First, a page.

Keynote Speech by Professor Makoto Yokohari, The University of Tokyo, at the IUFRO Regional Congress for Asia and Oceania
Restoring biodiversity by reforesting urban fabrics is one of common urgent tasks for cities in the world in general and in the Asia and Oceania region in particular. After all, seven of the ten largest cities in the world are in this region. One of these cities is Tokyo. It accommodates 10 million people. More than 30 million people live in the national capital region; this is one third of the total population of Japan. However, despite the high number of population in Tokyo, one third of its area is mountainous, largely covered by natural and planted forest patches.
We should be aware of the fact that where you find megacities you often also find high biodiversity. Consequently, when talking about biodiversity, we cannot exclude cities as they often coincide with biological hotspots. Of course, the green spaces in cities do not only serve the purpose of biodiversity but they are also used by people for recreation. Urban greens are areas of human comfort. But how to balance between human comfort and biodiversity?
One way of achieving this balance in Tokyo is the inclusion of secondary forest, called satoyma in Japanese, into the city green space. At the foot of many skyscrapers satoyama-type forest patches and greens have been introduced in order to increase biodiversity. In such projects native species which used to dominate the area before major urban development occurred have been invited, while the use of introduced and horticultural species has strictly been prohibited.
However, there is need to reconsider the term “native” species. By definition, these are species naturally growing in a particular area and indispensable for conserving vernacular landscapes. But do “native” species always stay the same? We have to take changes of the environment including the climate into consideration. In Tokyo, for example, the average temperature has sharply risen from 13.6 °C in the early 1900s to over 17.0°C today, mainly due to the heat accumulation in the city center. By having such changes we may have to understand that species which used to be “native” in former days are no longer so. So Tokyo is now becoming an ideal habitat for species introduced from southern Japan and even tropical regions. This example shows that it is impossible to recover historical ecosystems. Species growing under the new environmental conditions need to be taken into account as “neo-native” species.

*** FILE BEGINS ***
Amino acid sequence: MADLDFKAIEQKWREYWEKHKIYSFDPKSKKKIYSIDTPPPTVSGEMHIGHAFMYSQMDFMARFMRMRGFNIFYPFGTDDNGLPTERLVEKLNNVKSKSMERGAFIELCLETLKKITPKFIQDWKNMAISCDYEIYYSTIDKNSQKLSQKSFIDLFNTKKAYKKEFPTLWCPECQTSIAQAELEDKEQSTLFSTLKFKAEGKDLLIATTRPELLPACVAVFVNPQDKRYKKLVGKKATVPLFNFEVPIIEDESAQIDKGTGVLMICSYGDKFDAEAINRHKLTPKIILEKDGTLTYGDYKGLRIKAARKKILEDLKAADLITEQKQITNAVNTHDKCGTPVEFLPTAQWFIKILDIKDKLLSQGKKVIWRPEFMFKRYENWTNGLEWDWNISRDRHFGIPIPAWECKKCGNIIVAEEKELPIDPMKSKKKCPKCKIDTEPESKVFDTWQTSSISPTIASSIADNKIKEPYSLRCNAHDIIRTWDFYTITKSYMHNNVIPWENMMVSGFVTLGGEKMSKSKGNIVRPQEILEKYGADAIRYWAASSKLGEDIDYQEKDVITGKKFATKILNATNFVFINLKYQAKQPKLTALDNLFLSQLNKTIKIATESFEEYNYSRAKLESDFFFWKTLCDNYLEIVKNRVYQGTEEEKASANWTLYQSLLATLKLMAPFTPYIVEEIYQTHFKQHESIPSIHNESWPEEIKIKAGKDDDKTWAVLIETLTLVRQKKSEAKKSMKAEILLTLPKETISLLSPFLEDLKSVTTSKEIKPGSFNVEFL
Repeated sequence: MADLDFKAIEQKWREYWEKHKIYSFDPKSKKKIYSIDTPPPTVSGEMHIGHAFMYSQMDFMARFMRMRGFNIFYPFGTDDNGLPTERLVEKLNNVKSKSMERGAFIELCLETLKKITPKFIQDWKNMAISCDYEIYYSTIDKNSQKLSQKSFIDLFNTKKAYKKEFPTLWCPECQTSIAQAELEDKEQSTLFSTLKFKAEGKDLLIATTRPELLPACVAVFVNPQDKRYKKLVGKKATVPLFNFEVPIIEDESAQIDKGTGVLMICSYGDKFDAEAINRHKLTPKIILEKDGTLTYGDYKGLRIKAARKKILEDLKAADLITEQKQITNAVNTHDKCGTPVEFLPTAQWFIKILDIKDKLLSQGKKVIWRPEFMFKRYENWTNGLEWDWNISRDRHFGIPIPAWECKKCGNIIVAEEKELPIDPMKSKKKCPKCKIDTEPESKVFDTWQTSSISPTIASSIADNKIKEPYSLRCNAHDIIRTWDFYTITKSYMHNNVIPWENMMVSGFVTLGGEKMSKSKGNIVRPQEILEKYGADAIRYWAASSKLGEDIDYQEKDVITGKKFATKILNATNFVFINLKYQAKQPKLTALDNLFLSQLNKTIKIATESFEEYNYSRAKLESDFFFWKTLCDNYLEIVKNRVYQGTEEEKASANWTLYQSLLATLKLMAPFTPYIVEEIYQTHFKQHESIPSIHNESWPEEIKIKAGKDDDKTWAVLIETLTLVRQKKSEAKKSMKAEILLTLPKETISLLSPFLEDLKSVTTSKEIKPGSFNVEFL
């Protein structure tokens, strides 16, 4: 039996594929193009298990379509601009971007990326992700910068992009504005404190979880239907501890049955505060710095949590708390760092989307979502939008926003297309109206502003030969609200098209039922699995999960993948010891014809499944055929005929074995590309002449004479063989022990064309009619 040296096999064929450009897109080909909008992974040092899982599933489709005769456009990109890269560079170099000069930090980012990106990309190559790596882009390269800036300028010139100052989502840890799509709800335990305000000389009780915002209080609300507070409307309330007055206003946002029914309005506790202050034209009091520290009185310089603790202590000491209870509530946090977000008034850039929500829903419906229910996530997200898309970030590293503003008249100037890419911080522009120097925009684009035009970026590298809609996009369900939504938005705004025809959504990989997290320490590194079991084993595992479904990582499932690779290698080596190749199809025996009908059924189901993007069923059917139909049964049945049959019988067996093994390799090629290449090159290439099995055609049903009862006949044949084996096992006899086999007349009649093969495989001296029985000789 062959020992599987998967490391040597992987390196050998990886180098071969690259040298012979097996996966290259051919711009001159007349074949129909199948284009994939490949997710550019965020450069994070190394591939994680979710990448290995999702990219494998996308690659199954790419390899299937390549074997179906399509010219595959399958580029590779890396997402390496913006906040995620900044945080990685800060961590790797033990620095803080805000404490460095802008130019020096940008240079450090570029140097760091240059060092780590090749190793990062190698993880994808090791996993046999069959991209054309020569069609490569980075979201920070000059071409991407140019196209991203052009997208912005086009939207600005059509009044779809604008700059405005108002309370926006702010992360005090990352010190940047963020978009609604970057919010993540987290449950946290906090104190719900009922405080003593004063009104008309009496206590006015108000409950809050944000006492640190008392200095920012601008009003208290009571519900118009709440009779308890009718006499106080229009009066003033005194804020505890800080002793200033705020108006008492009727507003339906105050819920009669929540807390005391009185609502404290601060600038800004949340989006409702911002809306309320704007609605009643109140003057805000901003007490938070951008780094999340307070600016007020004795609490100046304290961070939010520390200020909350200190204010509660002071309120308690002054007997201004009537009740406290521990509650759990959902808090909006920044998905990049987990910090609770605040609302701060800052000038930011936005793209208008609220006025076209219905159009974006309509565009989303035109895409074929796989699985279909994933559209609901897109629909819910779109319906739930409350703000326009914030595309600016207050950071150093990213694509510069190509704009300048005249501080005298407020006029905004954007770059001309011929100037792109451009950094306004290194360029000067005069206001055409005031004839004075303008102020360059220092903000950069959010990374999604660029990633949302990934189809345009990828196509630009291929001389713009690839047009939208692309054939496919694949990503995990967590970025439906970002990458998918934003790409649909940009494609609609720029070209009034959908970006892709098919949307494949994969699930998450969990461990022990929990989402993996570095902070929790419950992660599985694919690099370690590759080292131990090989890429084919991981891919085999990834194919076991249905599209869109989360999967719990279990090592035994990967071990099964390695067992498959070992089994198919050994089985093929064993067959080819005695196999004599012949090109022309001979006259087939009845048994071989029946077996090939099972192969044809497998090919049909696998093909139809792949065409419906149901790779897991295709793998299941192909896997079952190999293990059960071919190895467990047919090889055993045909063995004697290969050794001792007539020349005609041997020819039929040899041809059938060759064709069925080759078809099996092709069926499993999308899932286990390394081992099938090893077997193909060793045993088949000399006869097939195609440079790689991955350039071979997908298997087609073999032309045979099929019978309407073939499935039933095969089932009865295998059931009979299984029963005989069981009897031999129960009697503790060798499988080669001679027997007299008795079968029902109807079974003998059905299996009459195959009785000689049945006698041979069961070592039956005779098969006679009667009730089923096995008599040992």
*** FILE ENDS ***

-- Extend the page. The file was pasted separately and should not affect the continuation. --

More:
This is why we must relativize the concept of “native” species! In addition, we should also redefine “nature” in the city. Instead of having the one set reference, it is more appropriate to have anadaptive reference that goes along with the changes that take place.
Read an interview with Professor Yokohari: http://www.iufro.org/events/congresses-regional/#c25751